If you are scared, you’re not alone
After finding out I was having twins, I started to think a bit about c-section delivery when having twins, but it was all so far away. I was always so anxious in the first few months. I got pregnant at 36 and it was my first pregnancy.
As months grew by and my due date came closer, I then started to think about it on a regular basis. I can say that I have a good tolerance to pain but I’ve always been scared of epidurals even before I became pregnant. The idea of having someone put a needle in my spine freaked me out. Was it painful? What if they missed? What if it didn’t work? We all hear about those horror stories… Then of course everyone says that going on the Internet to find out more is not always a good idea but we do it anyway. Proof of it, you’re reading my story!
What the obstetrician WILL tell you
1. C-section delivery when having twins is more common. My obstetrician explained to me that when you are expecting twins, you can choose to have a natural birth if the first baby is head down. There is always a risk that it will end up in surgery if the second baby is breached and the doctor can’t turn him in due time or if he cannot reach him.
2. Twin pregnancy is a “high risk” pregnancy. She told me that she would monitor my pregnancy closely because since I was carrying mono-di twins, there was a risk of complications such as gestational diabetes, high-blood pressure, twin to twin transfusion syndrome (TTTS), preeclampsia etc. She even suggested I get a photo album to keep all the ultrasound photos! I’m glad she told me because I did keep all the photos from baby A and B and now my kids are happy to have their “first photo album”.
3. Wait period before getting pregnant again. We had a discussion about how I should wait at least 6 months before getting pregnant again due to the risk to rupture my uterus or have a small weight baby. In my case, the idea of having another baby after my twins within the first 6 months did not even cross my mind. My husband and I had our hands full with our two little angels. They were so cute and we were so tired.
4. Wait period to try a vaginal birth. In the same conversation, my OB told me that I should wait about 2 years to have another baby if I wanted to attempt a VBAC (vaginal birth after caesarean). She didn’t go into details but I searched online and found out that there are 2 main reasons:
- The c-section causes uterine scars and the tissue may be weaker. There is a higher chance of rupture if you get pregnant within 24 months from the last c-section.
- The c-section increases the chances of placenta problems such as having the placenta attached to the lower part of the uterus (placenta Previa) and covering the cervix thus leading to preterm labor or repeated c-section. Another possible problem would be to have the placenta peel off the uterus (placental abruption) which can cause serious life-threatening problems for both mother and baby.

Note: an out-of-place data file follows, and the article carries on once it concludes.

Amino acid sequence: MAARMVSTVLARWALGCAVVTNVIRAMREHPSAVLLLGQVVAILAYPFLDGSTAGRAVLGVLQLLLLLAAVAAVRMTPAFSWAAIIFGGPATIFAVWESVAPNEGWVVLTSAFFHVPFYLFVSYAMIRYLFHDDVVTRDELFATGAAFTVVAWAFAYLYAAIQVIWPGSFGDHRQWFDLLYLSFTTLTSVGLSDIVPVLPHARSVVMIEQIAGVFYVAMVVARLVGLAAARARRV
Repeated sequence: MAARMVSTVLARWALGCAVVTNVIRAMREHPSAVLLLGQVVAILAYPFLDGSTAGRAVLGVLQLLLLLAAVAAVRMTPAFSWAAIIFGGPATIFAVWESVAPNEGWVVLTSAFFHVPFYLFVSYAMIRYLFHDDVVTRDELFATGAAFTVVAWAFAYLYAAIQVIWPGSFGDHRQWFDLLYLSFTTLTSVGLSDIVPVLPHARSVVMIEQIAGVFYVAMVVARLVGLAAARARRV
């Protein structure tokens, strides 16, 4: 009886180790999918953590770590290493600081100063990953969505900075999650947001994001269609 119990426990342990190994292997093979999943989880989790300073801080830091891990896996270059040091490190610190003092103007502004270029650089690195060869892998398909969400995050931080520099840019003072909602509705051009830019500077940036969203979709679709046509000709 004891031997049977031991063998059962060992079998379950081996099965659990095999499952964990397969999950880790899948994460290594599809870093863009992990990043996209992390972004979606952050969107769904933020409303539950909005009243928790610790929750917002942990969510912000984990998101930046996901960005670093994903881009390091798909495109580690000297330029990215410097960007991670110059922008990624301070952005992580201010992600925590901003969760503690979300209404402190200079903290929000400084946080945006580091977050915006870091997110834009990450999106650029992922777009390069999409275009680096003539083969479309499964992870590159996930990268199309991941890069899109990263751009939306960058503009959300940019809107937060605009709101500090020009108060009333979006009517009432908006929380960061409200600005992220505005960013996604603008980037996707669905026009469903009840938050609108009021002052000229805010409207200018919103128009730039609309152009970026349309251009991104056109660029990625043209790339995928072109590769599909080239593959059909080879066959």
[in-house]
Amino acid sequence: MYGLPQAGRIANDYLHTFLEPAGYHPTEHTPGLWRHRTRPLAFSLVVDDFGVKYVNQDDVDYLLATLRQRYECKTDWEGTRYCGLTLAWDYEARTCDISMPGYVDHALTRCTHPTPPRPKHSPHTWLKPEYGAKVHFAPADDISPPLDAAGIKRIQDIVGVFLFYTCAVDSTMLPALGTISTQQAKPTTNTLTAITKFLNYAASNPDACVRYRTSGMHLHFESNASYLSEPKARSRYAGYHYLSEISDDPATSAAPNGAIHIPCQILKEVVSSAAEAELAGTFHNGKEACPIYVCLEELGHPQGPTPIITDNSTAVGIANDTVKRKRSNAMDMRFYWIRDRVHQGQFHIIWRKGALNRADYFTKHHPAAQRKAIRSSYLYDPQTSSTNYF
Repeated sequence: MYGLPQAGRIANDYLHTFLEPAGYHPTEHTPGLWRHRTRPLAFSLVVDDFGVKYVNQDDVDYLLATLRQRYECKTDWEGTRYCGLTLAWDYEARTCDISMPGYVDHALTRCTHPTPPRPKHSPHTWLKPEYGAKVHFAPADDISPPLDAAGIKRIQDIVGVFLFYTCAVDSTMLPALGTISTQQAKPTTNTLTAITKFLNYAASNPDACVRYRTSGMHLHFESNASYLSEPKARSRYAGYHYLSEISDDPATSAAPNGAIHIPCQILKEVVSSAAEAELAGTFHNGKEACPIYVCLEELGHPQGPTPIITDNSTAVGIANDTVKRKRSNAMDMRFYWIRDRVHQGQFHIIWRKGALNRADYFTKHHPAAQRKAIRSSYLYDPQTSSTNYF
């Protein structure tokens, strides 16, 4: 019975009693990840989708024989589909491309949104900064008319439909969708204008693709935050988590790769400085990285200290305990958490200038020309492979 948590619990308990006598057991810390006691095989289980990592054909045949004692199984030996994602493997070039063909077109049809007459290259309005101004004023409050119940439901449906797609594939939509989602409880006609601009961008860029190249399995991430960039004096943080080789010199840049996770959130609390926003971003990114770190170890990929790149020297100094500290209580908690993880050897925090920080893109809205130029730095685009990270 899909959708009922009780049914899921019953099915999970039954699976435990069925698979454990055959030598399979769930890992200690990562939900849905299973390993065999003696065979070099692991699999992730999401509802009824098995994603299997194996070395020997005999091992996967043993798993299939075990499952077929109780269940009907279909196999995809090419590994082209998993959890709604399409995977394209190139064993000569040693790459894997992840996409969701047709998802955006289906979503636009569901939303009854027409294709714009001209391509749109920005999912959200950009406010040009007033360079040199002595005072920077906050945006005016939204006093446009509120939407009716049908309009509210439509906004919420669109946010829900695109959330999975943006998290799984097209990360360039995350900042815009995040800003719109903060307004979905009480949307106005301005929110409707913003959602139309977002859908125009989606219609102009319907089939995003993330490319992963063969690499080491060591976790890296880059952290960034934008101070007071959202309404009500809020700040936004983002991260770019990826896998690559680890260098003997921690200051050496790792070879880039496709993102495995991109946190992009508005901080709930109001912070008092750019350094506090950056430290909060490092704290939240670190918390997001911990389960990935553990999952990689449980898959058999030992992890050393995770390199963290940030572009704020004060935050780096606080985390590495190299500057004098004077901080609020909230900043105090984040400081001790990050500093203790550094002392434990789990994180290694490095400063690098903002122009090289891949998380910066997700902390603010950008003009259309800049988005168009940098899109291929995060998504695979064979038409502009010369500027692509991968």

5. The lack of intimacy. One of the things I think I remember most about what my OB said was the lack of intimacy. She said that a c-section was anything but intimate. When you think of sharing this experience with your partner, well you will share it with about 7-9 professionals. Depending on your country, it may vary slightly but usually there will be two obstetricians, an anesthesiologist, and two nurses to tend to you during the surgery, but there will also be a pediatrician and a nurse for each baby.
6. Stay put after. You can of course forget about lifting anything heavy for a couple of weeks. They recommend not lifting anything heavier than your newborn. Even that in the first few days will be uncomfortable to do.
What the obstetrician did NOT tell me
1. The coldness of the operating room. What I didn’t expect was that the operating room would be so cold. The last time I was in an O.R. it was under general anesthesia so I probably didn’t remember. Although an O.R. is usually kept cool, they do raise the temperature slightly for the babies. So, why was I freezing? Part of the answer may come from a mix of numbness from the epidural and the time we spend laying down on the operating table half-naked. I also suspect that my nerves played a big part in it.
2. The length of the operation. To be fair, I didn’t ask how long it usually takes but I found that between the time my husband left the O.R. with the twins and the time I left to go to the recovery room, there must have been a good 45 minutes. For me, it felt like an eternity.
3. You may still end up peeing in your pants. I really thought only women who had vaginal birth peed in their pants when they laugh or sneeze. Well, no! It’s due to the weakening of the pelvic floor, so it doesn’t matter how you gave birth. I friend of mine told me that it can even happen to women if they jump on a trampoline. I’m sure you can’t wait til next summer to try in your own backyard!
4. The first poop will not be the highlight of your day. Between the IV, the epidural, the medication, the loss of blood etc, your first poop after c-section will most likely be painful. Remember that you also had major surgery to your stomach so any contraction will be painful at first. The good news: You will survive.
5. It hurts like crazy to cough, laugh and sneeze. When you have a bad cold and you cough a lot, your lungs hurt. Well, it’s a bit like that but it also includes any movement you may make. One nurse suggested I hold a pillow against my stomach before sneezing or coughing. It does help a bit or maybe it was just that I was pressing so hard even for the tinniest cough that it took my mind of my pain… Anyway, it’s still painful no matter what you do for the first few days.